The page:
Police fired rubber bullets into a crowd of several thousand demonstrators in eastern Myanmar yesterday, activists said, as protests mount over a new and controversial statue.
The bronze structure depicts the father of de facto civilian leader Aung San Suu Kyi -- Aung San -- on horseback and was unveiled early this month in the capital of Kayah state despite strong opposition.
Aung San is widely revered by the majority ethnic Bamar (Burmese) population as an independence hero for his role in the struggle against British colonial rule.
But the general, who was assassinated before independence in 1948, is viewed less favourably among many ethnic minority groups, who see him as a symbol of Bamar domination.
Yesterday, several thousand people marched to the Kayah state parliament only to be blocked by police in riot gear, who were lined up behind rolls of barbed wire.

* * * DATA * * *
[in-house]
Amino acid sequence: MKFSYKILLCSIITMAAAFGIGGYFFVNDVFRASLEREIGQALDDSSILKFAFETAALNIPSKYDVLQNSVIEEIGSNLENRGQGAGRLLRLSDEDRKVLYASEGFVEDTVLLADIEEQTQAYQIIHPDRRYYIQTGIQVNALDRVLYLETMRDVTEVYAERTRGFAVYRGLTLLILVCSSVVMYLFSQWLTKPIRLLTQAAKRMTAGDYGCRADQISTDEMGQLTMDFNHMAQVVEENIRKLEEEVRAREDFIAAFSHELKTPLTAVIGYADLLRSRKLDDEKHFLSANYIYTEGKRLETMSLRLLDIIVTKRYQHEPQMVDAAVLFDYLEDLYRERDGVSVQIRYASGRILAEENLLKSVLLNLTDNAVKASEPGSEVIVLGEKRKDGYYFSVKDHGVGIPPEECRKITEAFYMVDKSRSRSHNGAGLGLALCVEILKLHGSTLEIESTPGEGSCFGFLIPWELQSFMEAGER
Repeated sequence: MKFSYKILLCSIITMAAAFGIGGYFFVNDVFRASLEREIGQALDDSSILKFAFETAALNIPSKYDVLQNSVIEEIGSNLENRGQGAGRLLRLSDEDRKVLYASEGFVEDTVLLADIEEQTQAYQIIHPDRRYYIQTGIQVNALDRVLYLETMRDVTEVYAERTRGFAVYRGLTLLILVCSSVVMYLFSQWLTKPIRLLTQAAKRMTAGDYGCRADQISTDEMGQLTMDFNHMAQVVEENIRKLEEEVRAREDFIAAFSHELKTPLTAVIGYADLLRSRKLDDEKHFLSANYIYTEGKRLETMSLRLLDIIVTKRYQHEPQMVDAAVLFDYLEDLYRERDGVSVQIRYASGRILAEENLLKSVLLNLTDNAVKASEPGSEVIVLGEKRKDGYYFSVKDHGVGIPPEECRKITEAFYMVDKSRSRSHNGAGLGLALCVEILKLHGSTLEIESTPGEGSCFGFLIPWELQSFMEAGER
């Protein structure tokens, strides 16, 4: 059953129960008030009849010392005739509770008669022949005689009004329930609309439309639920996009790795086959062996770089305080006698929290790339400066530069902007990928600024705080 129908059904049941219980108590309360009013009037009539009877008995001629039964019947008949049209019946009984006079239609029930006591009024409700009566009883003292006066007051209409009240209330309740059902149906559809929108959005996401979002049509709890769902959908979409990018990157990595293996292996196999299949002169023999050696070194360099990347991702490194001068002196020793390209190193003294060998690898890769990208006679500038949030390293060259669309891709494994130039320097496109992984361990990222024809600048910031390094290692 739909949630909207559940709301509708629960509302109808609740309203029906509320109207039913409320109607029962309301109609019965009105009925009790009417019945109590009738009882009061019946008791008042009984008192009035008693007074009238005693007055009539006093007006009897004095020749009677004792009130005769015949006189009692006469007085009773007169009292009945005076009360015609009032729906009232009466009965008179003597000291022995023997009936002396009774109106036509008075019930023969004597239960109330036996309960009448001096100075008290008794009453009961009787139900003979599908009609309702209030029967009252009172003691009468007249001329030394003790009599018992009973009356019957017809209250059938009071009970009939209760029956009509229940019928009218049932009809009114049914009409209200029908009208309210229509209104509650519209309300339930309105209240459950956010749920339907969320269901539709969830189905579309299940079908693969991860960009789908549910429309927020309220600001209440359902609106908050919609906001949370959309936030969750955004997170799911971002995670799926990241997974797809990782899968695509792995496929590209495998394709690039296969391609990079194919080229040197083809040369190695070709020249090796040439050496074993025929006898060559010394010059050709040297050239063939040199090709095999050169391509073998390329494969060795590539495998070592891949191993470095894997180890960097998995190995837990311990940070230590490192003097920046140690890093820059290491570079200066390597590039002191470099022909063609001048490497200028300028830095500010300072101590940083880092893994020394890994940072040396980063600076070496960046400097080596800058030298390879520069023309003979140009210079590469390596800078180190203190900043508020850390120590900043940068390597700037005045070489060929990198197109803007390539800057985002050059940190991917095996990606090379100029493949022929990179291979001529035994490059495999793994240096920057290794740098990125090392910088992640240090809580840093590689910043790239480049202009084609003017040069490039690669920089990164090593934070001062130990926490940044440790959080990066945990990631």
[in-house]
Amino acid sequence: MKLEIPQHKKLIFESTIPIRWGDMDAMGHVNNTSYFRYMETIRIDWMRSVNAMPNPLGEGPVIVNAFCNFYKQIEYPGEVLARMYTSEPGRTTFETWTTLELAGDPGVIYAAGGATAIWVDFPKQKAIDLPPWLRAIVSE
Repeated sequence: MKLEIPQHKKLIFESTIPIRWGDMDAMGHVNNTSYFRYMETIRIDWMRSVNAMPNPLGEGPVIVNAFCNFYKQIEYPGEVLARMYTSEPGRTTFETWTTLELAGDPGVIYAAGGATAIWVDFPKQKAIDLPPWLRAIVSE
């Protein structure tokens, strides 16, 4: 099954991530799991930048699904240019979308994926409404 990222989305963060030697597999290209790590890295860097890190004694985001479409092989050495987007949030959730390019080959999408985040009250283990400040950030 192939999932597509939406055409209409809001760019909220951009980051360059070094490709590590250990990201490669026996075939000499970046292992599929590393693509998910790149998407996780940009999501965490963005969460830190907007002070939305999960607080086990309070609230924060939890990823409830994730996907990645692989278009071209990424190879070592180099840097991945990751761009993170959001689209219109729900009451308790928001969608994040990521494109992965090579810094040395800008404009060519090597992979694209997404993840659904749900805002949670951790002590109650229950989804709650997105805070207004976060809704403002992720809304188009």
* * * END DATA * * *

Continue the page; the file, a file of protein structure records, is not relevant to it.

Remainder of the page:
One protest leader, Myo Hlaing Win, told AFP by phone that 10 people had been injured after police fired rubber bullets into the crowd.
"They attacked unarmed people," he said. "This should not happen under a democratic government."
Images showed medics cleaning up blood streaming from wounds of dazed-looking protesters, many dressed in local traditional red woven garments.
Statues of Aung San have been defaced in border states and the Suu Kyi-led government's plan to rename a bridge after him triggered mass protests in eastern Mon state in 2017.